in 1998 (two years after Webb’s piece and the ensuing Times vindication
of the CIA), he revealed for the first time an eye-popping agreement that the
CIA had cemented with the Justice Department: Between 1982 and 1995, the CIA
was exempted from informing the DOJ if its non-employee agents, paid or unpaid,
were dealing drugs. In short, it was the policy of the U.S. government to turn
a blind eye to such connections.

The same report by the CIA inspector general, by the way, admitted
what we all knew in any case — that those connections did, in fact, exist.

And here’s the low point in this tale: After the CIA inspector
general made public the second part of his investigation — the one sparked by
Webb — which admitted to some links between the agency and Central American
drug dealers, the L.A. Times chose not to publish a single story about
the report. (No surprise here. Back in 1989, when a panel led by Senator John
Kerry found similar CIA–drug-running links, the Times showed equal disinterest.)

In short, when it came to the Gary Webb series and its allegations,
the L.A. Times wound up being more protective of the CIA than the CIA
itself.

None of this explains why, in Webb’s obit, Lelyveld and Hymon
omit the on-the-record admissions by the CIA of its involvement with drug-connected
Contras, an admission owed directly to Webb’s work. Maybe, you say, the Times
reporters are lazy and just didn’t look beyond their own paper’s archives. And
because the Times didn’t cover those admissions, Lelyveld and Hymon remain
(eight years after the fact) in the dark.

No. I fear the answer is worse than that. One of the Times
reporters who wrote the obit, we now learn, called veteran reporter Bob Parry
the other day for comment on Webb’s death. Back in 1985, Parry and his partner
Bob Barger — working for the AP — were the first to break the story of CIA involvement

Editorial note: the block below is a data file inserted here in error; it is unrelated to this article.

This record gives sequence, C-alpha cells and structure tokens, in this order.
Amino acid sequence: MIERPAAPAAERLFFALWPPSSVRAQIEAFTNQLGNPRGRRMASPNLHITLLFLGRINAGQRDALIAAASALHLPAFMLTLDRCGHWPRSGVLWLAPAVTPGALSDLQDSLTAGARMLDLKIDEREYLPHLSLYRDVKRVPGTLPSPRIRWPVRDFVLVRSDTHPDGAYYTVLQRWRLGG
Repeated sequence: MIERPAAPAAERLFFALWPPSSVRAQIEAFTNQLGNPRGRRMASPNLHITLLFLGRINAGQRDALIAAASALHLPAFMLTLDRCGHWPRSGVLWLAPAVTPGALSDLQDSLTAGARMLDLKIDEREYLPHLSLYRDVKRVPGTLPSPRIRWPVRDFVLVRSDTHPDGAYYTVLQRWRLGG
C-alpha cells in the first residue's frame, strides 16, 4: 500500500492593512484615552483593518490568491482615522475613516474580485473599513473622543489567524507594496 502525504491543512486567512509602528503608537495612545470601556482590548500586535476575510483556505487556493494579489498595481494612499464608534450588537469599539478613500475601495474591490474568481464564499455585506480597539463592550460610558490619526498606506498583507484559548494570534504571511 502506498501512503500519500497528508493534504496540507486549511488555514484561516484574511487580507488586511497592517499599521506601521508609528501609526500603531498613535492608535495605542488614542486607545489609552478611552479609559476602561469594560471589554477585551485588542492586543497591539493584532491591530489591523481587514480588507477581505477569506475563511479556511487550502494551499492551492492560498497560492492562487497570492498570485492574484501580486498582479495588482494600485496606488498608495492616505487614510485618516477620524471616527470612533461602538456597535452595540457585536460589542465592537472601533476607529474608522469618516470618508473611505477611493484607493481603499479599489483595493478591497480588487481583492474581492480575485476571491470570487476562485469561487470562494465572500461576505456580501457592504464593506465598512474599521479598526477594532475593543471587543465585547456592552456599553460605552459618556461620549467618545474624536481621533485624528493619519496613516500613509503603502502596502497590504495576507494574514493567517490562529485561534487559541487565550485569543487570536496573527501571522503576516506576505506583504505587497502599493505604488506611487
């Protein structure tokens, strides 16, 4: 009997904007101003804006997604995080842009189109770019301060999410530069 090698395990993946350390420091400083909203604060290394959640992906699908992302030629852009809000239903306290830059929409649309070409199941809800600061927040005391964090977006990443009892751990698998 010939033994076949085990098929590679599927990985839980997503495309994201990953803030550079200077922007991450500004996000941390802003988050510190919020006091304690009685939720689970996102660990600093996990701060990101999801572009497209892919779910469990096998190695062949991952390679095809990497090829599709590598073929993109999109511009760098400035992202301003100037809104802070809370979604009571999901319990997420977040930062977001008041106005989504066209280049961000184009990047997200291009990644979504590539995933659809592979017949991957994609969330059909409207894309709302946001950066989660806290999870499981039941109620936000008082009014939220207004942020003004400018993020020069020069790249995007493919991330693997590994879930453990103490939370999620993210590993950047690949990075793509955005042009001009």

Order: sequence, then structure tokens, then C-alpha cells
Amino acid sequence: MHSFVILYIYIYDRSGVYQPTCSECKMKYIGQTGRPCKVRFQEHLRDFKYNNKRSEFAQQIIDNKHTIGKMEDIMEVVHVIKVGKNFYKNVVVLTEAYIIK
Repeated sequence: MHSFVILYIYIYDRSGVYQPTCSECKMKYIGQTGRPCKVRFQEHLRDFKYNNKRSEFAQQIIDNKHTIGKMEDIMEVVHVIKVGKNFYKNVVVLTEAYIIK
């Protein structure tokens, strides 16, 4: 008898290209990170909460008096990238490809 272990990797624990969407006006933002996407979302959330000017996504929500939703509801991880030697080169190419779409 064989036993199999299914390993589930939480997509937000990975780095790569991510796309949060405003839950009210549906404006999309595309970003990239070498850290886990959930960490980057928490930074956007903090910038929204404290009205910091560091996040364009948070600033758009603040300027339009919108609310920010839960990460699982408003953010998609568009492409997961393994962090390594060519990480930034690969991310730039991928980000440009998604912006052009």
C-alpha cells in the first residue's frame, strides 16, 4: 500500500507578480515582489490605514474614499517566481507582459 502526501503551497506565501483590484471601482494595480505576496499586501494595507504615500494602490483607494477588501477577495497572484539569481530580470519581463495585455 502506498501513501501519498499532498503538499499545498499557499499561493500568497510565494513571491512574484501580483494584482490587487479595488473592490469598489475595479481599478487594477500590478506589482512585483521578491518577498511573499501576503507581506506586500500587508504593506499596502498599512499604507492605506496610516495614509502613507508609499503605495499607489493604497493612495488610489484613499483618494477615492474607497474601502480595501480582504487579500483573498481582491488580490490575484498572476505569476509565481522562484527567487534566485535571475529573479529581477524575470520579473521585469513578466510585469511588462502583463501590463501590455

with drug-linked Contras. Says Parry: “The Times reporter who called
to interview me ignored my comments about the debt the nation owed Webb and
the importance of the CIA’s inspector-general findings. Instead of using Webb’s
death as an opportunity to finally get the story straight, the Times
acted as if there never had been an official investigation confirming many of
Webb’s allegations.”

Gary Webb’s work deserved to be taken seriously and to
be closely scrutinized precisely because of the scope of his allegations. As
more-objective critics than the Times have pointed out, Webb overstated
some of his conclusions, he too loosely framed some of his theses, and perhaps
(perhaps) overestimated the actual amount of drug funding that fueled the Contra
war. And for that he deserved to be criticized.

The core of his work, however, still stands. When much of the
rest of the media went to sleep, Gary Webb dug and scratched and courageously
took on the most powerful and arrogant and unaccountable agencies of the U.S.
government. His tenacious reporting forced those same agencies to investigate
themselves and to admit publicly — albeit in watered-down terms — what he had
alleged.

Webb’s reward was to be drummed out of the profession. After his
editors cowardly recanted his stories (which they had vetted), he was demoted
to a suburban bureau. After a year, Webb quit and wrote up his findings into
a book. The book was mostly ignored by the press. Webb took up a job as an investigator
for the California Legislature and helped spit-roast one Gray Davis. Last year,
Webb lost that job and yearned, unsuccessfully for the most part, to get back
into journalism. From a conservative Southern California military family, Webb
was driven not by an ideological agenda but rather by a sense of fairness and
justice. He was found last Friday in his Northern California home after he shot
himself to death.

Recently, Webb was interviewed for a book profiling 18 journalists
who found themselves discredited or censored. Let his own words be a more fitting
epitaph than the hack-job L.A. Times obituary:

“If we had met five years ago, you wouldn’t have found a
more staunch defender of the newspaper industry than me . . . I was winning
awards, getting raises, lecturing college classes, appearing on TV shows, and
judging journalism contests . . .

“And then I wrote some stories that made me realize how sadly
misplaced my bliss had been. The reason I’d enjoyed such smooth sailing for
so long hadn’t been, as I’d assumed, because I was careful and diligent and
good at my job . . . The truth was that, in all those years, I hadn’t written
anything important enough to suppress.”

Gary Webb, R.I.P.